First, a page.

What you Need to Know When Buying an Old House

Read our blog post for our advice on buying an old house - everything you need to know.

What to note when buying an old house

The UK has a wealth of beautiful historic buildings encompassing village houses to castles, farmhouses to mansions (particularly 17th to 19th century townhouses and country mansions). When buying an old building you aren't just buying a home, but a piece of history, part of Britain's cultural heritage, and a unique building that represents the architects' and artisans' skills of a bygone age.

In the UK, the term ‘old house' usually refers to a building that's pre-1940, while homes built before 1914 are often referred to as period homes, for example Georgian, Victorian or Edwardian. If you want a property with charm and character; a building for renovation or conversion; outbuildings or a large plot of land; then you must usually buy an old property. The UK has a wealth of beautiful historic buildings encompassing village houses to castles, farmhouses to mansions (particularly 17th to 19th century townhouses and country mansions). When buying an old building you aren't just buying a home, but a piece of history, part of Britain's cultural heritage, and a unique building that represents the architects' and artisans' skills of a bygone age.

The advantages of an old house may include the following:

History, charm and character in abundance; Individuality and exclusivity; Interesting architectural features such as inglenook fireplaces, exposed beams, wood or slate floors, and beautiful plasterwork (look behind boarded up chimney breasts, wall and bath panelling, painted doors and floor coverings and you may unearth some period treasures just waiting to be discovered); A mature garden with fully-grown trees and a wealth of plants; An absence of teething troubles; A mature community with abundant shops and services; More space than new properties with higher ceilings and larger rooms; Outbuildings that can be converted into a self-contained studio or apartment, study, office or workshop; The possibility to expand or convert it for a different use; A large garden or plot of land; Good capital growth (rising in value faster than a new home); Easier to sell than a new home (‘rarity' value).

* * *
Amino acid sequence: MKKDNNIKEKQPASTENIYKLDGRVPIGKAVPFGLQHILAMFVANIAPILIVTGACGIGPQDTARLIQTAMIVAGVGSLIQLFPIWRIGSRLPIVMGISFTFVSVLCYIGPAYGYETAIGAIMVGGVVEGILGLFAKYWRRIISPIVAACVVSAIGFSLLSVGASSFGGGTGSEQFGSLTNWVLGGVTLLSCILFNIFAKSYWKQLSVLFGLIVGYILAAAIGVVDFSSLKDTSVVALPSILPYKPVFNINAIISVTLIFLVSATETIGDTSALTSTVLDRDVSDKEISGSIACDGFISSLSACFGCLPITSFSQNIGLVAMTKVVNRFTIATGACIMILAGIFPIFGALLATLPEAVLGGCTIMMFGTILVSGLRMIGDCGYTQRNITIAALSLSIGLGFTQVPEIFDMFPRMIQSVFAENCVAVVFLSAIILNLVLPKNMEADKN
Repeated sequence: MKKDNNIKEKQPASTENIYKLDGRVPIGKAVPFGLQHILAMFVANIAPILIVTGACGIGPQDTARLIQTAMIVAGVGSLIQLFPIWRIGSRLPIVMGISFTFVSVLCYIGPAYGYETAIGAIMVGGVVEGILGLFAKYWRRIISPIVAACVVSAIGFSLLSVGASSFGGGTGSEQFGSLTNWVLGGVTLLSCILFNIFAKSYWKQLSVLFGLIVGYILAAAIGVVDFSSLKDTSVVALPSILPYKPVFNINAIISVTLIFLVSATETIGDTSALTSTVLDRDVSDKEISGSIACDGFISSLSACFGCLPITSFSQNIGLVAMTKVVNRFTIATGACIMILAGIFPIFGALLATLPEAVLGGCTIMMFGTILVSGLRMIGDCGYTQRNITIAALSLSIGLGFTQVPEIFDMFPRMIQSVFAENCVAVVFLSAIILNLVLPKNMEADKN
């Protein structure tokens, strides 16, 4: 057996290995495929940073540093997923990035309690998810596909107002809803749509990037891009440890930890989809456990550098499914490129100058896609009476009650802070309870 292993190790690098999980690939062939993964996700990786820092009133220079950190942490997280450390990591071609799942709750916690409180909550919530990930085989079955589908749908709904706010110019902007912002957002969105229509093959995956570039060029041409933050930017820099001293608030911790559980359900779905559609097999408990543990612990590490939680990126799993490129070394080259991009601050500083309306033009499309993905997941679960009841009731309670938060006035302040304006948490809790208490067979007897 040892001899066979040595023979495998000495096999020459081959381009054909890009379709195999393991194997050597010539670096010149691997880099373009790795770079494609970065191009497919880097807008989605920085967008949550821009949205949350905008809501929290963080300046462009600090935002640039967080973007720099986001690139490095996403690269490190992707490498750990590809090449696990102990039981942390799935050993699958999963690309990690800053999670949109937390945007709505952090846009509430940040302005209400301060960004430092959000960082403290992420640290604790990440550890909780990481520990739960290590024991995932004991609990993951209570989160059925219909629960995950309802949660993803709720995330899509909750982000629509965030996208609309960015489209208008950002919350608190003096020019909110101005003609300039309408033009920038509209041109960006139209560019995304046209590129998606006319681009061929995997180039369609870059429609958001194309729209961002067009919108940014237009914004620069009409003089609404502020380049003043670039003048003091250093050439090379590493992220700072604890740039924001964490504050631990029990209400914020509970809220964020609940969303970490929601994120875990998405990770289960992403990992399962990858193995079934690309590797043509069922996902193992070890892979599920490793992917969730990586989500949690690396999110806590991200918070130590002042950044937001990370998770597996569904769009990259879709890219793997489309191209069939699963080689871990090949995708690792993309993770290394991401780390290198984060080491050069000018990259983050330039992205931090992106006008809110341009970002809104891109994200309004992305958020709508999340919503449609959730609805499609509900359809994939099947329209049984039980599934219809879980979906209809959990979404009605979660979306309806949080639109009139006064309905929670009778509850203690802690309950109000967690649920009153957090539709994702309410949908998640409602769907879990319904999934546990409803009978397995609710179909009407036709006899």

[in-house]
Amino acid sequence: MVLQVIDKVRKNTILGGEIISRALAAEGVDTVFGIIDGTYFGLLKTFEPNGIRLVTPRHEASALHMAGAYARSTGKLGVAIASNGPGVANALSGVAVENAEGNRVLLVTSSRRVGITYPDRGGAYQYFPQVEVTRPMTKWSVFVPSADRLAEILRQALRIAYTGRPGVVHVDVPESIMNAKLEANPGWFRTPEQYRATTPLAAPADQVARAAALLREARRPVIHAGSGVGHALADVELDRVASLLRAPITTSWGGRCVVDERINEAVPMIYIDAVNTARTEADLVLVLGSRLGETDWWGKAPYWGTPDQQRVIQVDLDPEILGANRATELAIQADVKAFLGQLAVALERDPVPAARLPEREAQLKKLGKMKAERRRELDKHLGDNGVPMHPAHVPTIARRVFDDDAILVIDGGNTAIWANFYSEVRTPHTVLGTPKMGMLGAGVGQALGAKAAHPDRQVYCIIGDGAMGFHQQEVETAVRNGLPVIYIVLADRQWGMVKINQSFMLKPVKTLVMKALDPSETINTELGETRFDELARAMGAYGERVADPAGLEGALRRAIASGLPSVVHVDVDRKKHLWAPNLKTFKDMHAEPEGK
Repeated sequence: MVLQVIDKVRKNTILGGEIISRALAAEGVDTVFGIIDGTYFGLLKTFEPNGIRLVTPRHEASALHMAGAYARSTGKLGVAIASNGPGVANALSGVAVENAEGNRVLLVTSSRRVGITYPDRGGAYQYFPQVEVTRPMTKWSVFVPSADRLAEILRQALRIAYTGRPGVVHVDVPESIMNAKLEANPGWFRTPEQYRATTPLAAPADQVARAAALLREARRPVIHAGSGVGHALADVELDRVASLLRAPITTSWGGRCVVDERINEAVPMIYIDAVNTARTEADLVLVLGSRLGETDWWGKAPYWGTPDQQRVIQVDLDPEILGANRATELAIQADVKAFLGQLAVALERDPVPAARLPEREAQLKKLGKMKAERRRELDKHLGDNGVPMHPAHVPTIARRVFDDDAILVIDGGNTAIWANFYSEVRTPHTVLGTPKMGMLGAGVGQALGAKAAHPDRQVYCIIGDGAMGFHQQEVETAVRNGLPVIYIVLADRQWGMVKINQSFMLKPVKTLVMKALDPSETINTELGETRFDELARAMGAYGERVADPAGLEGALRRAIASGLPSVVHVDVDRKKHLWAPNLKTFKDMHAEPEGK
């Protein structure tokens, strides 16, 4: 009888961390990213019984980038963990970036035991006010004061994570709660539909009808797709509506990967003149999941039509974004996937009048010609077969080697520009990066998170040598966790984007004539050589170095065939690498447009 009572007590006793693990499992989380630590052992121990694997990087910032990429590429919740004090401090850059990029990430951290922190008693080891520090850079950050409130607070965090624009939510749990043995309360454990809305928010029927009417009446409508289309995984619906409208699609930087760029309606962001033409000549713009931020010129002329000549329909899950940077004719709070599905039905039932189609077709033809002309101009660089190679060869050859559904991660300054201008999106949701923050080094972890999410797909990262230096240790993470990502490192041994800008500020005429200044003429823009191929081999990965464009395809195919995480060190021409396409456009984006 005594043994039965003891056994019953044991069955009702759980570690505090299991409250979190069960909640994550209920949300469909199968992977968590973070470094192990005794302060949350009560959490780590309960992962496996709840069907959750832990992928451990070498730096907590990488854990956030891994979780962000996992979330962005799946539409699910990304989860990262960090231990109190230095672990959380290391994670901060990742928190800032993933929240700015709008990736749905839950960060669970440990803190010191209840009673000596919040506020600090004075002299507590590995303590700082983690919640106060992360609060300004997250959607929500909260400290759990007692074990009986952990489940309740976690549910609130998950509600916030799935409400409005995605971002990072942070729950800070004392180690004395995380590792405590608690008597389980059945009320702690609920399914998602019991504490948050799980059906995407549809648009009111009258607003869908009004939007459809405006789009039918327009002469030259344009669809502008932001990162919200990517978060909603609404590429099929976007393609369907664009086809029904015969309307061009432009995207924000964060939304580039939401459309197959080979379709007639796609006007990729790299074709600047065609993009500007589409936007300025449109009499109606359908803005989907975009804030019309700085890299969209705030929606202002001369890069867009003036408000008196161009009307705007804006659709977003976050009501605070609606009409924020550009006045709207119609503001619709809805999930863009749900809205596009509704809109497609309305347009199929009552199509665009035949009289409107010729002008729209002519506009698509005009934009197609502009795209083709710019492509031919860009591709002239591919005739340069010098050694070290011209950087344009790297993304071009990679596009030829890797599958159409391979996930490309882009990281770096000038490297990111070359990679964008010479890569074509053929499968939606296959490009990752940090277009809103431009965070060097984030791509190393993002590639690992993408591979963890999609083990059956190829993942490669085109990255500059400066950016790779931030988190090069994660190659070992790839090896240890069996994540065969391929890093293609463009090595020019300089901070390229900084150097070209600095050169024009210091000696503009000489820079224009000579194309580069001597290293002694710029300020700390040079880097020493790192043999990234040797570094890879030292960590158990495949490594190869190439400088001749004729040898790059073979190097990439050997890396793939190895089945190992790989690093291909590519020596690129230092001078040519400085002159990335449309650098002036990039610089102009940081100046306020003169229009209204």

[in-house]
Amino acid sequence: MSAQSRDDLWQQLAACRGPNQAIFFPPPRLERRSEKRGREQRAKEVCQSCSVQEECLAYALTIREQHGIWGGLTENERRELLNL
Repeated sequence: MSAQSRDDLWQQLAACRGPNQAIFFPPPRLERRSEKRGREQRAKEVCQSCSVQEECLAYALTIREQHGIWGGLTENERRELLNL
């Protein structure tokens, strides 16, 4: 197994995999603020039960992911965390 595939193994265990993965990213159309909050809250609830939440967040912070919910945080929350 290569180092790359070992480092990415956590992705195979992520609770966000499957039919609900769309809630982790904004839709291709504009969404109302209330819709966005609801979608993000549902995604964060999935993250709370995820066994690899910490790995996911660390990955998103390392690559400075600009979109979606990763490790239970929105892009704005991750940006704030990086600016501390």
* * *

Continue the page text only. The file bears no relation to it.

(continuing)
The disadvantages of old homes may include:

Out-of-date bathrooms and kitchens, bulky storage heaters or no central heating at all, poor security, poor insulation (high heating bills), lack of storage space, etc. Restoration, renovation or decoration may be necessary before you can move in; Large repair and maintenance bills, particularly if a house hasn't been lovingly cared for, and high running costs; Difficulty in obtaining a mortgage if the property needs major structural work; Hidden defects (you will have no guarantee, unlike a new home) such as dry rot, rising damp, subsidence or landslide, woodworm or other infestations - always have a survey done; Restrictive covenants or rights of way and if it's a listed building you will be severely restricted as to what you can do regarding ‘improvements'; Not being able to let it immediately if it needs updating; The possibility of being gazumped at any time before contracts are exchanged.

Our thanks to In the UK, the term ‘old house' usually refers to a building that's pre-1940, while homes built before 1914 are often referred to as period homes, for example Georgian, Victorian or Edwardian. If you want a property with charm and character; a building for renovation or conversion; outbuildings or a large plot of land; then you must usually buy an old property. The UK has a wealth of beautiful historic buildings encompassing village houses to castles, farmhouses to mansions (particularly 17th to 19th century townhouses and country mansions). When buying an old building you aren't just buying a home, but a piece of history, part of Britain's cultural heritage, and a unique building that represents the architects' and artisans' skills of a bygone age.

With thanks to BuyAssociation.